The head end of seat section 10 is connected to upstanding posts 26 by transverse upper struts 40, transverse lower struts 42, and bracket 46. Bracket 46 includes a first end 48 fixed to head end of seat section 10 and extends downward to terminate at a second end 50. Each upper strut 40 has a first end 52 pivotably coupled to seat section 10 adjacent to first end 48 of bracket 46 and a second end 54 pivotably coupled to one of upstanding posts 26. Each lower strut 42 has a first end 56 pivotably coupled to second end 50 of bracket 46 and a second end 58 pivotably coupled to one of upstanding posts 26 beneath second end 54 of upper strut 40.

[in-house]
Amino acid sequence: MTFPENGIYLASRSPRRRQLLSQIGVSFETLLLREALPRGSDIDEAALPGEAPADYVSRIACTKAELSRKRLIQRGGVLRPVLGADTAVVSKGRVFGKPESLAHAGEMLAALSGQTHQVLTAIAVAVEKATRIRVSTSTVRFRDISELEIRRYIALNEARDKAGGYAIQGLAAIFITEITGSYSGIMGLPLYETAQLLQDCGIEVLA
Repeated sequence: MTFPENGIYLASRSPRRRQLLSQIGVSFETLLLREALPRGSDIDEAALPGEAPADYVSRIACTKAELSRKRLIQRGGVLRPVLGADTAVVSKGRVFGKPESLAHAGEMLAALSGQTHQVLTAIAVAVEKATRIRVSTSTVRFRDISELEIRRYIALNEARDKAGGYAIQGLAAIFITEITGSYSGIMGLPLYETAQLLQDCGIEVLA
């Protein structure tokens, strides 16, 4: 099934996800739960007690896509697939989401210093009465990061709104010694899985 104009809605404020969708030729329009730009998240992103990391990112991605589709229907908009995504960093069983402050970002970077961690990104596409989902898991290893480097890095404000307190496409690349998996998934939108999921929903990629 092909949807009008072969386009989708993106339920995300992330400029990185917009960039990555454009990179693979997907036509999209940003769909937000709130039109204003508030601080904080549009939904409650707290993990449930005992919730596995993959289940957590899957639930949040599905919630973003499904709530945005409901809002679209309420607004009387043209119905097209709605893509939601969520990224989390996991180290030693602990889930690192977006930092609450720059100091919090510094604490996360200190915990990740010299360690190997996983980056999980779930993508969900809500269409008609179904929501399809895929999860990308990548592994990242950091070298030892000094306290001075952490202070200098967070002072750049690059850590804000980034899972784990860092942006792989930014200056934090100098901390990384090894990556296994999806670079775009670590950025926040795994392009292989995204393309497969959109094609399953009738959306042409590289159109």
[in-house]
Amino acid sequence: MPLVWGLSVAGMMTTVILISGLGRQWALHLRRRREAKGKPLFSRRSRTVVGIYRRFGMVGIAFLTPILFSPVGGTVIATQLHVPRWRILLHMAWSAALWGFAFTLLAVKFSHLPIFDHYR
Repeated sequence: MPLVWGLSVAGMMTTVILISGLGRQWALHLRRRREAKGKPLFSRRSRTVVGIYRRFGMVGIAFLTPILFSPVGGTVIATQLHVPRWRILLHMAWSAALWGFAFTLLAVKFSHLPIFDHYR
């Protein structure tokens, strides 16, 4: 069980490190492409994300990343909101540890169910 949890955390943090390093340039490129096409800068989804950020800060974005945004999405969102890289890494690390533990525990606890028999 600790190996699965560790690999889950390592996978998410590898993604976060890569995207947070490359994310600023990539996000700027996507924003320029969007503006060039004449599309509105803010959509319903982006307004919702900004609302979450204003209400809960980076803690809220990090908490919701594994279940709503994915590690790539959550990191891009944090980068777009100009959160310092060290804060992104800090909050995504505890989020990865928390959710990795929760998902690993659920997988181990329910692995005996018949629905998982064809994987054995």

As can best be seen in FIGS. 3 and 5, the connection of the struts 40 and 42 at ends 54 and 58 respectfully to the upstanding post 26 are offset with respect to a vertical. The connection of the strut 40 and 42 at ends 52 and 56 to the bracket 46 are aligned vertically. The lengths of the struts 40 and 42 are substantially equal. As an alternative, the strut 40 and 42 may be of unequal length and their connection to the outstanding post 26 may be aligned vertically. As a further alternative, the connections may be offset and the struts lengths different. The lengths of the struts 40 and 42 and their connections to the upstanding posts 26 and to the bracket 26 are selected such that the seat section 10 is horizontal in the planar or horizontal position of the articulate deck 6 as shown in FIGS. 1 and 3 and the foot end of seat section 10 is raised with respect to the head end of seat section 10 in the chair position as illustrated in FIGS. 2 and 5. Thus, the struts 40, 42 do not form a true parallelogram with the upstanding post 26 and bracket 46. The raising of the knee with respect to the hip secures the occupant to the chair and prevents sliding out.